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          Front Page  news  state




Padilla Named Revenue Chief

By Sean Olson
Journal Staff Writer
          Gov.-elect Susana Martinez named certified public accountant and business owner Demesia Padilla as her nominee for the state Taxation and Revenue Department Secretary on Friday.
        "I selected Ms. Padilla because she is a professional administrator, one who understands how New Mexico tax code affects businesses, families and certainly the parents that live in New Mexico," Martinez told an Albuquerque news conference Friday.
        Padilla has owned and operated her own tax preparation and consulting business in New Mexico for 18 years, formerly worked as an IRS agent and ran an unsuccessful campaign for state treasurer in 2006.
        Martinez said Padilla has a large agenda before her when Martinez's administration takes office Jan. 1.
        "Together, Ms. Padilla and I will promote reforms to our tax code to make it more understandable, business-friendly and fair," Martinez said. "And as overseer of New Mexico's motor vehicle department, I have made it a priority for Ms. Padilla to develop a bill that will revoke the driver's licenses that have been issued thus far to illegal immigrants, as well as to change the law to no longer issue driver's licenses to illegal immigrants."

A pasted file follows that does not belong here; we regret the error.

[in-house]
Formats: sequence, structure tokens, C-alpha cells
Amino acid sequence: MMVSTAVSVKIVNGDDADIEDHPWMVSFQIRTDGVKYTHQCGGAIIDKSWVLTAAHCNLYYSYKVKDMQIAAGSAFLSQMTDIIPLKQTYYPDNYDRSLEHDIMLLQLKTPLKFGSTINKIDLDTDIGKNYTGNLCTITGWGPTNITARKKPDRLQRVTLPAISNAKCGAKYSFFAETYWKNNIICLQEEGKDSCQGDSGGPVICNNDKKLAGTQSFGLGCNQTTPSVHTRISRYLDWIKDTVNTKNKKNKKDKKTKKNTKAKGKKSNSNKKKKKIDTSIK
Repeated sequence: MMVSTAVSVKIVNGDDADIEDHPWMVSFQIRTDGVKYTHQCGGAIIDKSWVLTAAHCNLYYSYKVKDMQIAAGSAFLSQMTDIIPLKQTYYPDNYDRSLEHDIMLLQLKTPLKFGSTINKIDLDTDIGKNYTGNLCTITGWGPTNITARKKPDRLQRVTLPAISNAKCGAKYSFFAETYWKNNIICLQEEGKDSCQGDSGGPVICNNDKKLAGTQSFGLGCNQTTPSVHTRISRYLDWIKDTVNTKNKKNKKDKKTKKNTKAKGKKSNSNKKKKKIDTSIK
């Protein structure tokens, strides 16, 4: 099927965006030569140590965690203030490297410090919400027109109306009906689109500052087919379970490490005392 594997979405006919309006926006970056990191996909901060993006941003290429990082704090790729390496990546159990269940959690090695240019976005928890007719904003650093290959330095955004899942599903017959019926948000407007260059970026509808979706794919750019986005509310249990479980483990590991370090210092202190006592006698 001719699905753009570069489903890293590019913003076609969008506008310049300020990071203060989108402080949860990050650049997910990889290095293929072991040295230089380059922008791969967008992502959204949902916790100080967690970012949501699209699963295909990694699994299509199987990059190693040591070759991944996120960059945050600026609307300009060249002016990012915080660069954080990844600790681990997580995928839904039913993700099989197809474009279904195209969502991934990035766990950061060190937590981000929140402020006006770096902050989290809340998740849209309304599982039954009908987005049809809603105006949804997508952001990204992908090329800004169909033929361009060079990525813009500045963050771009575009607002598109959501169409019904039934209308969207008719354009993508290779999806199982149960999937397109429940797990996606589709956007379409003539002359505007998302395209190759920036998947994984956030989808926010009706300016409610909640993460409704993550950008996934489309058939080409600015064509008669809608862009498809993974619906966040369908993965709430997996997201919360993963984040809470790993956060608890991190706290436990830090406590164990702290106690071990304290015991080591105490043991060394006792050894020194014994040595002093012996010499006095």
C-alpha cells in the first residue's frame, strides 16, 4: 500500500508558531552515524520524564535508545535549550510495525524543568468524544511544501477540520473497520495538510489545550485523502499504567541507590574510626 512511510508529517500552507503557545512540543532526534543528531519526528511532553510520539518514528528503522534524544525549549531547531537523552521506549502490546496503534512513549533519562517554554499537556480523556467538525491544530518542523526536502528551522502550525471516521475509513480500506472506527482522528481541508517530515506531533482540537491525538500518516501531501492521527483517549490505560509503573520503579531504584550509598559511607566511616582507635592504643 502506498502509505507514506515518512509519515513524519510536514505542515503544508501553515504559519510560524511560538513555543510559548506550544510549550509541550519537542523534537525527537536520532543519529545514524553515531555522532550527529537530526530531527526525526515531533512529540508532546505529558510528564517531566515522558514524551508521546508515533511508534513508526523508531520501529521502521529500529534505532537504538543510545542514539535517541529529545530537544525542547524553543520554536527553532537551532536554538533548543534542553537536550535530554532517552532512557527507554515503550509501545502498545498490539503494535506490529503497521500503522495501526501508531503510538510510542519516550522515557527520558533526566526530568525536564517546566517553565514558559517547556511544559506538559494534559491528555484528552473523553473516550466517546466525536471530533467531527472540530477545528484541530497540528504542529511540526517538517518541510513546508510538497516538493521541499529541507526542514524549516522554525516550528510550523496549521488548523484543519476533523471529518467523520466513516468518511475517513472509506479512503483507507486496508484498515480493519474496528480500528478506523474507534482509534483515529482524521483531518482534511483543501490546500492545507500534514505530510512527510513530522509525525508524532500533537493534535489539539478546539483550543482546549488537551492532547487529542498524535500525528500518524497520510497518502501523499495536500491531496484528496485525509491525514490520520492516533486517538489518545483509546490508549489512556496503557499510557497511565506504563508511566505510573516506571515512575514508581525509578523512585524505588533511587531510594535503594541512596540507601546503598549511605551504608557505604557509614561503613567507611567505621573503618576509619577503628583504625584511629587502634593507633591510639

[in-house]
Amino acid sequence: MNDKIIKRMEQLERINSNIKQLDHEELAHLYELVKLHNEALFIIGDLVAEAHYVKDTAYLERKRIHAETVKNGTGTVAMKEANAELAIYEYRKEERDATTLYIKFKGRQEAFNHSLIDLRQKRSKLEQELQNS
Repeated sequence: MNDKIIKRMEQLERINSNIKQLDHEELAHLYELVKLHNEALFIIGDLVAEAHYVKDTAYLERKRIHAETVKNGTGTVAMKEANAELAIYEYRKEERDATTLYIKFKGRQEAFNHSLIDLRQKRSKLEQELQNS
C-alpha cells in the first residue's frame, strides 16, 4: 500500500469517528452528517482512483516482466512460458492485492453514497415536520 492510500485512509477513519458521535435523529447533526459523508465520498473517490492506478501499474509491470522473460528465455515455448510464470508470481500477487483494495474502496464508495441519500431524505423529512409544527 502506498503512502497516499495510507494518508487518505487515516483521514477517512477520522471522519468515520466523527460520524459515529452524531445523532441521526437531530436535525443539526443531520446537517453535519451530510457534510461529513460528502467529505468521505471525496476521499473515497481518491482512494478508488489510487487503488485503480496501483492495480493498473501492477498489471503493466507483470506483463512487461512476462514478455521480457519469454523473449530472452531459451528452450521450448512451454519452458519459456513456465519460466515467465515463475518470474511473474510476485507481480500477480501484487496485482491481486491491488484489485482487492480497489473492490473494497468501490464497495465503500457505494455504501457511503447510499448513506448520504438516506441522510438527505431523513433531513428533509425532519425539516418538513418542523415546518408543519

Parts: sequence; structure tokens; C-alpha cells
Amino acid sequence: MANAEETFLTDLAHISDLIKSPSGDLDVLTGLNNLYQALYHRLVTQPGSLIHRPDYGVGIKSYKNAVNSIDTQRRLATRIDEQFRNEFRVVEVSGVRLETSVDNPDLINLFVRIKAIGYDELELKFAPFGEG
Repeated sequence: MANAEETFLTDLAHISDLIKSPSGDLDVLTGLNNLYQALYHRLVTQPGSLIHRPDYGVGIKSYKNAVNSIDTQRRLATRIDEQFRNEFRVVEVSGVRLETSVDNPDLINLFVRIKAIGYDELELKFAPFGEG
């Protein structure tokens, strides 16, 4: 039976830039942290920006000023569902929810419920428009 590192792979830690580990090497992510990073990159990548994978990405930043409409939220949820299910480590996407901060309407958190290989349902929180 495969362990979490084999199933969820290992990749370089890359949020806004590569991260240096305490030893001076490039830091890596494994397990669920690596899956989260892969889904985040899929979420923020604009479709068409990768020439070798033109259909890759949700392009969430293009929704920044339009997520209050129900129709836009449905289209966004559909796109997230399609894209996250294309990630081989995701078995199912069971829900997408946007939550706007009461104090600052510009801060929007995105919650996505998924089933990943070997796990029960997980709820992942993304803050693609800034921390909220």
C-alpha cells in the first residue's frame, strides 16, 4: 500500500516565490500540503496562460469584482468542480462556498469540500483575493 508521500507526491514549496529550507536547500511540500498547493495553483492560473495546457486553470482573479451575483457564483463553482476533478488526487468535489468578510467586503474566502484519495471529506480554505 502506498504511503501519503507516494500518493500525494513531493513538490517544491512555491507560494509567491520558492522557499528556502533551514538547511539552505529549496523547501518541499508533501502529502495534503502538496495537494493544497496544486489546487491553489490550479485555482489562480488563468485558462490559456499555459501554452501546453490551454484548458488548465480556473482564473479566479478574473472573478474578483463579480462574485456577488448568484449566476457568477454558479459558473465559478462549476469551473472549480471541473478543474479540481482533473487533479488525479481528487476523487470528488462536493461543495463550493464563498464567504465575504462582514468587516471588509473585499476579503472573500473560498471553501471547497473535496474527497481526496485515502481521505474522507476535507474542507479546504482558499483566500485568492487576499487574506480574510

Padilla has some government experience. She is the chairwoman of Bernalillo County's Internal Audit Committee, serves on the New Mexico Gaming Control Board and has been a delegate to the Republican National Convention.
        She said her experience will prove valuable, if she is confirmed by the Senate to the secretary position.
        "As a consumer and as a taxpayer, I understand New Mexico's tax code and the roadblocks that businesses and families often face," Padilla said.
        Padilla made waves during her 2006 campaign when she mailed out an advertisement that featured her opponent, Treasurer James Lewis, who is black, as a grinning puppet and outgoing Gov. Bill Richardson as the puppeteer.
        Some black community leaders and Democrats called for Padilla to apologize for the mailer at the time.
        Padilla did not apologize and said the caricature was not racist, but demonstrated Lewis' support for making the treasurer position a nonelected office under control of the governor.
       



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